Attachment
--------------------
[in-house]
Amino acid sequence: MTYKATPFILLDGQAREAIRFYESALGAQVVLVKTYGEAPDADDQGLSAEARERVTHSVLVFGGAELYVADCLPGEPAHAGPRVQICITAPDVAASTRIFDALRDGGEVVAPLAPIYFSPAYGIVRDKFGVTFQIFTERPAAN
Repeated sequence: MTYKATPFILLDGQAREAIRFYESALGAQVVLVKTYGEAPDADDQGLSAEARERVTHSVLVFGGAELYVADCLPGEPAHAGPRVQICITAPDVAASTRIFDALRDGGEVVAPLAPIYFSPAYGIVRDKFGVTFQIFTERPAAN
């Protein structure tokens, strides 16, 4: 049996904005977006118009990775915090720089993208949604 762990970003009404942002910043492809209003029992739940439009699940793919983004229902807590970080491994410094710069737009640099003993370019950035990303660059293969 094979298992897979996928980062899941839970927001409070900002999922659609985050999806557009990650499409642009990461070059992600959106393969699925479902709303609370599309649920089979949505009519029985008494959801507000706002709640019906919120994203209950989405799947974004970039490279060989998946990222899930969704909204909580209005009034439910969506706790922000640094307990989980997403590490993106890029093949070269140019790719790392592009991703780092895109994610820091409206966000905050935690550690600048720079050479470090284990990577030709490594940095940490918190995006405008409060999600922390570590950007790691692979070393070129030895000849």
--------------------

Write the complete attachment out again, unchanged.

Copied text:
[in-house]
Amino acid sequence: MTYKATPFILLDGQAREAIRFYESALGAQVVLVKTYGEAPDADDQGLSAEARERVTHSVLVFGGAELYVADCLPGEPAHAGPRVQICITAPDVAASTRIFDALRDGGEVVAPLAPIYFSPAYGIVRDKFGVTFQIFTERPAAN
Repeated sequence: MTYKATPFILLDGQAREAIRFYESALGAQVVLVKTYGEAPDADDQGLSAEARERVTHSVLVFGGAELYVADCLPGEPAHAGPRVQICITAPDVAASTRIFDALRDGGEVVAPLAPIYFSPAYGIVRDKFGVTFQIFTERPAAN
């Protein structure tokens, strides 16, 4: 049996904005977006118009990775915090720089993208949604 762990970003009404942002910043492809209003029992739940439009699940793919983004229902807590970080491994410094710069737009640099003993370019950035990303660059293969 094979298992897979996928980062899941839970927001409070900002999922659609985050999806557009990650499409642009990461070059992600959106393969699925479902709303609370599309649920089979949505009519029985008494959801507000706002709640019906919120994203209950989405799947974004970039490279060989998946990222899930969704909204909580209005009034439910969506706790922000640094307990989980997403590490993106890029093949070269140019790719790392592009991703780092895109994610820091409206966000905050935690550690600048720079050479470090284990990577030709490594940095940490918190995006405008409060999600922390570590950007790691692979070393070129030895000849």